alexa Paragangliomas: assessment of prognosis by histologic, immunohistochemical, and ultrastructural techniques.
General Science

General Science

Biological Systems: Open Access

Author(s): Kliewer KE, Wen DR, Cancilla PA, Cochran AJ

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Abstract To predict clinical outcome, we studied 42 paragangliomas from 37 patients by routine histology, immunohistochemistry, and electron microscopy. A panel of antisera to neuron-specific enolase (NSE), chromogranin, and met-enkephalin was used to identify chief (type I) cells, and S-100 protein and glial fibrillary acid protein (GFAP) sustentacular (type II) cells. The intensity of staining of type I cells and the density of type II cells were assessed semiquantitatively (0 to 4+) in a total of 38 tumors. A total of 23 of 24 low-grade tumors (solitary, multiple, or associated with other neoplasms; 95.8\%) contained type II cells immunoreactive with either S-100 protein or GFAP, and all were positive when S-100 protein and GFAP were used in combination. Five of the nine intermediate-grade (recurrent and/or locally aggressive) tumors were identified as glomus jugulare tumors (GJT). Three intermediate-grade GJTs were devoid of GFAP-reactive type II cells and four GJTs were negative for S-100 protein. Type II cells were identified in only one of five high-grade (malignant) paragangliomas and that tumor contained vanishingly rare cells that were weakly S-100 protein positive but GFAP negative. Sustentacular cell density and chief cell staining intensity were both inversely related to tumor grade. The most sensitive chief cell marker was NSE (92.1\%), followed by chromogranin (84.2\%). The least sensitive (73.0\%) and specific marker was met-enkephalin. Combinations of NSE or chromogranin with met-enkephalin identified chief cells in all cases. Electron microscopy identified neurosecretory granule-containing chief cells, but was of less value in delineating sustentacular cells because of their scarcity and the absence of specific features. By comparison, immunohistochemistry was superior in identifying sustentacular cells. The use of an immunohistochemical panel, in addition to routine histology, can confirm the diagnosis of a paraganglioma and can give an indication of the likely prognosis for a patient.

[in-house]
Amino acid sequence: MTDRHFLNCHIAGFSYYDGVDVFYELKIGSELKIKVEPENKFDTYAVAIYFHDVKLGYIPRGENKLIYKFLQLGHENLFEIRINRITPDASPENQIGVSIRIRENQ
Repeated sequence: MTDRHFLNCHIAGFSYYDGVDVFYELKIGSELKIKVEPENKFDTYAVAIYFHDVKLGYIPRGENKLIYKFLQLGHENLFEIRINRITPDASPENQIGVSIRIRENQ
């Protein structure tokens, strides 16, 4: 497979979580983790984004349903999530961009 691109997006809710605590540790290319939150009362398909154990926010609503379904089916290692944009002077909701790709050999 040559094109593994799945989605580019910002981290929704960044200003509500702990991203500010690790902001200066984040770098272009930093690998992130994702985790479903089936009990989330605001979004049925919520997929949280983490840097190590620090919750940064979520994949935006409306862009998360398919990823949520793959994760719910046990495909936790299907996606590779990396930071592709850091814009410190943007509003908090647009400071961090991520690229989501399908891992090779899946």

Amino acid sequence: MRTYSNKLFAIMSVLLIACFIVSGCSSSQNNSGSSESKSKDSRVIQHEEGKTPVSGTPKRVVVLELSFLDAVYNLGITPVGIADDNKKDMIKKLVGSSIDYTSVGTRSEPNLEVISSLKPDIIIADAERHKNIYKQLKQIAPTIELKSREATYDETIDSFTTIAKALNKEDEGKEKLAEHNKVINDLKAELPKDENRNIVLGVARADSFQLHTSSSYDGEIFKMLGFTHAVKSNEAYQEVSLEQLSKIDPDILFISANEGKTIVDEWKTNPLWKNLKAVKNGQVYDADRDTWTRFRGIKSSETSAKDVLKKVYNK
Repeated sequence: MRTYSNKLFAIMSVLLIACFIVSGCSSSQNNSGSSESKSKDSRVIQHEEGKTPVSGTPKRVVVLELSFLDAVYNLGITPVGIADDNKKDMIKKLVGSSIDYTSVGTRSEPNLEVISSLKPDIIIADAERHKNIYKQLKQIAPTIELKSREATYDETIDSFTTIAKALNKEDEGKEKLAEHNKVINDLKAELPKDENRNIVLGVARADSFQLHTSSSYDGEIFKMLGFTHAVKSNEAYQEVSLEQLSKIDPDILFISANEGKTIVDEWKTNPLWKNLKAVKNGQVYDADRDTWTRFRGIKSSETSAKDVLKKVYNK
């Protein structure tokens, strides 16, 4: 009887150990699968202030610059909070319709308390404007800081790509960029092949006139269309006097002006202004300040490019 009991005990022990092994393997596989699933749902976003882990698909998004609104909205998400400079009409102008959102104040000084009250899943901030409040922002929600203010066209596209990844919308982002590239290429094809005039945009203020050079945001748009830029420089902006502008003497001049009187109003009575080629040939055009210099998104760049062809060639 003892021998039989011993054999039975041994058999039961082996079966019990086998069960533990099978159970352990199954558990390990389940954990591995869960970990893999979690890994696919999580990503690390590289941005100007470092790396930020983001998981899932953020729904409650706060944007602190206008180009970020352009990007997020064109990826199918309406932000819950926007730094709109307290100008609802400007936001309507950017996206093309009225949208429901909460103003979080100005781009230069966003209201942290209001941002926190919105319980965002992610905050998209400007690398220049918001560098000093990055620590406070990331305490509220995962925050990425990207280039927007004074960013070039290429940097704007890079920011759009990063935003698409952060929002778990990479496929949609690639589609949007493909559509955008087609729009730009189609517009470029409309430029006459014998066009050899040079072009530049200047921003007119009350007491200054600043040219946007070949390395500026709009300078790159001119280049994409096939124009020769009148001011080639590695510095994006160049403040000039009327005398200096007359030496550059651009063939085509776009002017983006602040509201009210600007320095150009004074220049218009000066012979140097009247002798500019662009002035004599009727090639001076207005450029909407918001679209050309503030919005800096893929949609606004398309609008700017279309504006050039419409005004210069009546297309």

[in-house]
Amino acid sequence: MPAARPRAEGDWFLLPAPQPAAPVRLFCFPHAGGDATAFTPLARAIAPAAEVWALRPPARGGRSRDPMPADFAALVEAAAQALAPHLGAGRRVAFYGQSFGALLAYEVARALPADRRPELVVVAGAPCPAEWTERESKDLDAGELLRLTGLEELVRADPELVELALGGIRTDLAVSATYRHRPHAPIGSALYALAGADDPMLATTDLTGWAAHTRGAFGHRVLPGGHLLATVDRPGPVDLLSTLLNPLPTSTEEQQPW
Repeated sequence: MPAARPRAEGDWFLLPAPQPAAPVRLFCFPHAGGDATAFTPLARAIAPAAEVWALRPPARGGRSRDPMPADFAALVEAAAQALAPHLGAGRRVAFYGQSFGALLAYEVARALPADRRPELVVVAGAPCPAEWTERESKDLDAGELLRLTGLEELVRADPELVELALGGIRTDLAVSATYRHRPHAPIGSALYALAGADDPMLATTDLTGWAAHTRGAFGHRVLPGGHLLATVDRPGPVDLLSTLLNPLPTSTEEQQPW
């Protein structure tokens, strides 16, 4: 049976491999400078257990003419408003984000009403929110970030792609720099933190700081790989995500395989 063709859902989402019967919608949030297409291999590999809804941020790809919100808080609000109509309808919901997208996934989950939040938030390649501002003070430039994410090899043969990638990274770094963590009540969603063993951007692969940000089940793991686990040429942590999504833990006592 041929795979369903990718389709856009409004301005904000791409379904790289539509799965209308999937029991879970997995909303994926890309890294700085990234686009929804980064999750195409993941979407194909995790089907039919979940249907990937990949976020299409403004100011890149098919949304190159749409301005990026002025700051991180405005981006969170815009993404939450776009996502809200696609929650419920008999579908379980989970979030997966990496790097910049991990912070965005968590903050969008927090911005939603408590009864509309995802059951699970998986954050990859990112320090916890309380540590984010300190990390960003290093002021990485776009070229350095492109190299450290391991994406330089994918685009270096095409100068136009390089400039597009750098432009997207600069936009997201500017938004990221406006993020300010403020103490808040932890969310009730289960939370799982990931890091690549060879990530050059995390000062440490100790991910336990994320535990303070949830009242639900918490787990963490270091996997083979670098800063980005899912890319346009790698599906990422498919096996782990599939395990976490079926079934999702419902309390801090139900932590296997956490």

This article was published in Hum Pathol and referenced in Biological Systems: Open Access

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